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NYCLU: State Commission Misses Mark by Ignoring Drug Sentencing Laws

The New York State Commission on Sentencing Reform, appointed by Gov. Elliot Spitzer and charged with reviewing New York’s sentencing practices and alternatives to incarceration, today released its preliminary report recommending changes to the state’s sentencing structure. The report makes no recommendations regarding reform of the state’s notorious Rockefeller Drug Laws — a glaring omission in light of Governor Spitzer’s support for meaningful reform of the state’s drug sentencing laws.

The New York Civil Liberties Union urges an overhaul of the Rockefeller Drug Laws, which mandate extremely harsh prison terms for the possession or sale of relatively small amounts of illegal drugs. Intended to target major drug traffickers, the drug laws have instead led to the large-scale incarceration of low-level, nonviolent drug users. In practice, the laws have produced unconscionable racial disparities: blacks and Hispanics comprise more than 90 percent of those currently incarcerated for drug felonies.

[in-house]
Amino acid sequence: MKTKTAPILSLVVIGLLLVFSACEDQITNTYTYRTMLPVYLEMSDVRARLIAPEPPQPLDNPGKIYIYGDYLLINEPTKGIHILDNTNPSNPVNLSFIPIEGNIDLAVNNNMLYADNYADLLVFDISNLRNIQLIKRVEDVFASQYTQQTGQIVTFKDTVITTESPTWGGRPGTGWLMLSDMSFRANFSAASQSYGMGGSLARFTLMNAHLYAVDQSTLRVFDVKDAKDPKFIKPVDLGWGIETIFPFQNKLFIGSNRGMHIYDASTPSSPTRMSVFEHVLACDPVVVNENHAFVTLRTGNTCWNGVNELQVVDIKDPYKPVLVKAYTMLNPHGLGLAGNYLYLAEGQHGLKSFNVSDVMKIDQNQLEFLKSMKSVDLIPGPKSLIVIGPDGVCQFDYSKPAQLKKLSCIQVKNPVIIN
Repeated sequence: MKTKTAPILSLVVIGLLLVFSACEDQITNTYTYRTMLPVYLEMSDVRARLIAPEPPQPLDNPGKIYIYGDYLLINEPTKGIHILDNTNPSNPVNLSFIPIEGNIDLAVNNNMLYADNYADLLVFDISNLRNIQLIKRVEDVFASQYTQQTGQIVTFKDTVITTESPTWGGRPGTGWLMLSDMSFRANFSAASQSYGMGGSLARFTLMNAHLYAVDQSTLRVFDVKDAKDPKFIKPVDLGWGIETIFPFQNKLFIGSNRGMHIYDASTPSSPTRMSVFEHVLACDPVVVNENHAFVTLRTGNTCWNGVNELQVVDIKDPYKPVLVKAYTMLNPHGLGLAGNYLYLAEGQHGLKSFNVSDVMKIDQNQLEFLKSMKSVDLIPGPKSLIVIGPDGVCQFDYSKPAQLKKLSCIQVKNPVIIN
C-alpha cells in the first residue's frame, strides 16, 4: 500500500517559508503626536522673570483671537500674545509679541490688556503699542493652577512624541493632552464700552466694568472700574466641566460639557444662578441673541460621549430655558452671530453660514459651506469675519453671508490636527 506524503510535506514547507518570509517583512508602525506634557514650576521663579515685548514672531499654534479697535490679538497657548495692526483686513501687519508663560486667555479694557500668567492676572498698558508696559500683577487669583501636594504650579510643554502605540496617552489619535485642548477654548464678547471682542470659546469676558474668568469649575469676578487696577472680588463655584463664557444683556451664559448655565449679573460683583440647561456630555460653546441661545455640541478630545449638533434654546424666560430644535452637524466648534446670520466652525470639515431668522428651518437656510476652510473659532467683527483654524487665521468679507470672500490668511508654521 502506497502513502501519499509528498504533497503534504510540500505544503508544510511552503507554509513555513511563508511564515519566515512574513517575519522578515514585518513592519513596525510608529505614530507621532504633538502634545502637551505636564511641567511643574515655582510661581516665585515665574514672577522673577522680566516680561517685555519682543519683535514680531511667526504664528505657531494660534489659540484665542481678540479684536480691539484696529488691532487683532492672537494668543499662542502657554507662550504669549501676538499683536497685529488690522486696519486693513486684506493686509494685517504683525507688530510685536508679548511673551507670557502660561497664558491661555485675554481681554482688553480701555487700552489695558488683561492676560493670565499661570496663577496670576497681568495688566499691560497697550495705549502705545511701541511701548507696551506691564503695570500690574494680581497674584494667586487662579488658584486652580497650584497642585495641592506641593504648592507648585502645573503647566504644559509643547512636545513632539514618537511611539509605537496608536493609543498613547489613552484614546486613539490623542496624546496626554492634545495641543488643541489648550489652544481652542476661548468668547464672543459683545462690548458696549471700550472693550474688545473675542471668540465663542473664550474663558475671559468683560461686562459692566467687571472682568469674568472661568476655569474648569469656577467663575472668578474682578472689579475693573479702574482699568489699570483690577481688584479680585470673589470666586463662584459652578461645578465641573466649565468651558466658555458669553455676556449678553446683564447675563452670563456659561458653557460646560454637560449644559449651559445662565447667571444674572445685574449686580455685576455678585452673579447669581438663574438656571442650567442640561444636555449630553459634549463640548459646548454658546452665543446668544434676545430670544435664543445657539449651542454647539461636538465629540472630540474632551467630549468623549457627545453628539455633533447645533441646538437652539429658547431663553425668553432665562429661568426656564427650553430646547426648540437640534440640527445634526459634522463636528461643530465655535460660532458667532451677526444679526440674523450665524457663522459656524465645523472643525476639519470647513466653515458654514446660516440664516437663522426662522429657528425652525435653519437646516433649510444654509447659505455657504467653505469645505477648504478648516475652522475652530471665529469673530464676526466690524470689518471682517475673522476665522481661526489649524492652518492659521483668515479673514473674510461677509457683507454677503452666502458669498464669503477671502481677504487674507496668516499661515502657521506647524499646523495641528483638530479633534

The following is attributable to NYCLU Executive Director Donna Lieberman:

“The commission has a historic opportunity to redress the well-documented injustice, racial bias and inefficiency caused by the Rockefeller Drug Laws. It is disappointing that, after nine months of work, the commission is silent about this clear blight to our justice system. We hope the commission’s silence is not reflective of Governor Spitzer’s views, and we call upon the commission to comply with its mandate to ensure the imposition of appropriate and just criminal sanctions.”

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